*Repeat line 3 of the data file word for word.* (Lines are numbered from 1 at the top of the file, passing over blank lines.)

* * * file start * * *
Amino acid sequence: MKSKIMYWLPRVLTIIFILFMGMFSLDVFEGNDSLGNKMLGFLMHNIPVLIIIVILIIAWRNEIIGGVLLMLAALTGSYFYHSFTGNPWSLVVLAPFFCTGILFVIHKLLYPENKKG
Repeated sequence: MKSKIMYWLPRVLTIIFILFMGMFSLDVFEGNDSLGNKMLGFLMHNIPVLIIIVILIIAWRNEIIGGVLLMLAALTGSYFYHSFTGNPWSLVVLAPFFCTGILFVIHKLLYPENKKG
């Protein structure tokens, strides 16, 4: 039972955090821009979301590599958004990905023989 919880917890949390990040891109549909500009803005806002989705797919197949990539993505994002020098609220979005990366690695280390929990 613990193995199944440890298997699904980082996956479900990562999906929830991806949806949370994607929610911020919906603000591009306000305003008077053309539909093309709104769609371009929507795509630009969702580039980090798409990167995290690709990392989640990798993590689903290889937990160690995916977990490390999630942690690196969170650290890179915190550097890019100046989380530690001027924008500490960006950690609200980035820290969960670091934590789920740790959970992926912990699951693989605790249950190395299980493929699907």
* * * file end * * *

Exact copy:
């Protein structure tokens, strides 16, 4: 039972955090821009979301590599958004990905023989 919880917890949390990040891109549909500009803005806002989705797919197949990539993505994002020098609220979005990366690695280390929990 613990193995199944440890298997699904980082996956479900990562999906929830991806949806949370994607929610911020919906603000591009306000305003008077053309539909093309709104769609371009929507795509630009969702580039980090798409990167995290690709990392989640990798993590689903290889937990160690995916977990490390999630942690690196969170650290890179915190550097890019100046989380530690001027924008500490960006950690609200980035820290969960670091934590789920740790959970992926912990699951693989605790249950190395299980493929699907």